You'll actually find contrasting theories about hand protection, although gloves will stop shards of metal from sinking into your skin, they do pose a threat of getting dragged in to the grinder, always use well-fitting gloves with nothing loose on them.

In terms of cutting tabs, the best way I've found is to find a thin cutting disc, 1mm will be sufficient:

http://www.weldequip.com/products/1mm-cutting-disc-115mm-large.jpg


Then use a flap wheel disc to smooth it out, they take a while to get through metal so you've got loads of room to get it smooth.

http://www.toolspot.co.uk/i/4162z.jpg


I find a grinding disc can leave an uneven finish as it just chews through everything it touches, but it all depends on how sober you are when you're using it though I guess.


That blowtorch you mentioned, I haven't seen the show but I'm presuming it would be a plasma cutter.

Good luck slicing your frame  ;)

Pretty much the way I was looking at doing it, just starting to search around for a cheaper way of purchasing the flap discs as they are around $15-20 each for a 110/115mm size one at local hardware stores :O

Offline cinqmars2

  • Posts: 25
Re: Correct way to de-tab?
« Reply #5 on: Oct 02, 2013, 09:11:09 »
Yeah they aint cheap but they last longer than you'd think.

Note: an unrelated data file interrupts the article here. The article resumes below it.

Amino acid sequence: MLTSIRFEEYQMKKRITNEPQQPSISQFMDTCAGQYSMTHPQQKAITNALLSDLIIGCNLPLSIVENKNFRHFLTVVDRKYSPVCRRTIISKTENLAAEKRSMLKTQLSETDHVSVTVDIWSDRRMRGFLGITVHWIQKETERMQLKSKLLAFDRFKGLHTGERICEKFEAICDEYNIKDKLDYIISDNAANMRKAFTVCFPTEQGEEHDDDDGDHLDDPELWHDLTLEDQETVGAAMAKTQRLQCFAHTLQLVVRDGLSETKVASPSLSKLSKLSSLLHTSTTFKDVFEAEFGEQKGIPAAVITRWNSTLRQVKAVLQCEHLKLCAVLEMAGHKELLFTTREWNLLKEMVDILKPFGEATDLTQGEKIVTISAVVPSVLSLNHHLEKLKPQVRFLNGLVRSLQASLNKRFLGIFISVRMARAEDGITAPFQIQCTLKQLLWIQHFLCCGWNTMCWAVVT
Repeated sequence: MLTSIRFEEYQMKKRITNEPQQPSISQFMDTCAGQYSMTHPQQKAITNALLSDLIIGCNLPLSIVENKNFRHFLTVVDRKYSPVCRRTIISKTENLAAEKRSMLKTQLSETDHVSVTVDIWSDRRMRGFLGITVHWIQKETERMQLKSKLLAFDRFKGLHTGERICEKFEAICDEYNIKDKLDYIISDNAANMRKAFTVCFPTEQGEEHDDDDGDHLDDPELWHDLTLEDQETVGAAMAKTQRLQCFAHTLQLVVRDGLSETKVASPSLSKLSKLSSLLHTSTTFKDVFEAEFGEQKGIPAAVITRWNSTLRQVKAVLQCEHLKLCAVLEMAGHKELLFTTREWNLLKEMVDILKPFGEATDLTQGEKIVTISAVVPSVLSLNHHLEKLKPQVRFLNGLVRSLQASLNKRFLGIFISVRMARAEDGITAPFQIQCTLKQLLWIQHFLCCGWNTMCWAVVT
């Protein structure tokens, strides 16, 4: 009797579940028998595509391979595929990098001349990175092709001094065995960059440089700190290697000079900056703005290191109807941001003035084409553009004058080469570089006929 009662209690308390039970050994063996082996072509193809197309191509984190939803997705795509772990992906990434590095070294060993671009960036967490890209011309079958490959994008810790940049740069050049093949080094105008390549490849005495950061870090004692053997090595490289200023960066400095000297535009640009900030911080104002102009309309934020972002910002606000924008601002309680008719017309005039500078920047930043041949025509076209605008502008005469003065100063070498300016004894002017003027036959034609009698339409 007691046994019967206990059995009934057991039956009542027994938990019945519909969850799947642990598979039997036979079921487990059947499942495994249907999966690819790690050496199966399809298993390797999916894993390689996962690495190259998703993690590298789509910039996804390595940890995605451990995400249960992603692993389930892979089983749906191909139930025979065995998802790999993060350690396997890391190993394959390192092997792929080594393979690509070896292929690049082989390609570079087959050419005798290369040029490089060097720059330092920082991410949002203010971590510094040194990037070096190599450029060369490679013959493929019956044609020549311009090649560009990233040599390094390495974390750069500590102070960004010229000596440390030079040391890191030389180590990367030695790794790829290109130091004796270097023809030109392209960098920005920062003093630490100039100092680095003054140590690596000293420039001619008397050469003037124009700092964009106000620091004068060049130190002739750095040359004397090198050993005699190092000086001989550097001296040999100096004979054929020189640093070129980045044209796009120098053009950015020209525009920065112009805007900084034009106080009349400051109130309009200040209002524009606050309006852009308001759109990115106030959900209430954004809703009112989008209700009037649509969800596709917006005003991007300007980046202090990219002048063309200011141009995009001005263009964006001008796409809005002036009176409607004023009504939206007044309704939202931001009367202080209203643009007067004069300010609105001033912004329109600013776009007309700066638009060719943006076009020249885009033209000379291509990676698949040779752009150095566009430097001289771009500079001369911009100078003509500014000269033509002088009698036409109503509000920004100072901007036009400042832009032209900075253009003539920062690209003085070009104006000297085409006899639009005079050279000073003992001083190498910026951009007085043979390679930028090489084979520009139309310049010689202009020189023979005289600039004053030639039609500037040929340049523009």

Offline mark13018

  • Posts: 811
  • "In the age of information, ignorance is a choice
Re: Correct way to de-tab?
« Reply #6 on: Oct 02, 2013, 09:18:04 »
as stated above. Safety first... Tools of choice: grinder with thin cutting disk to remove the large part of the tab making sure to preserve the tube portion of the frame then sanding disc or flap wheel. I'd does last for awhile AND do take it slow. Just because its technically a "sanding" disc, it will still chew that tube frame pretty easily... Wouldn't want to bust out the welder because you took off to much metal. ;)
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Offline ILoveThumpers

  • Posts: 396
  • Everywhere is thumpers!
Re: Correct way to de-tab?
« Reply #7 on: Oct 02, 2013, 09:31:24 »
Flap wheels may be the greatest invention ever. I discovered them while working on a stainless steel part at work and couldn't keep it from blueing when it got hot. The answer was the flap wheel... fantastic control, reduced heat, great finish.

-Deek
There are only two types of riders: those who have dropped their bikes and those who will. Be prepared.

1980 Suzuki GN400. Stock... for now
1975 Honda GL1000. Reassembly has begun!

Offline hillsy

  • Posts: 4117
Re: Correct way to de-tab?
« Reply #8 on: Oct 02, 2013, 10:50:02 »
Gloves getting dragged into an angle grinder? Must be pretty thin (IE: shitty) gloves.


I use welding gloves when I grind - also use a welding helmet to protect my eyes (I wear glasses).


Cutting disc to get the tab off, then flap disc to take the stub down to the frame tube.

Offline Slantyface

  • Posts: 149
Re: Correct way to de-tab?
« Reply #9 on: Oct 02, 2013, 13:39:16 »
+1 to this thread. I was looking at de-tabbing this winter and was wondering how. Lots of good info, including the flappy sanding disk.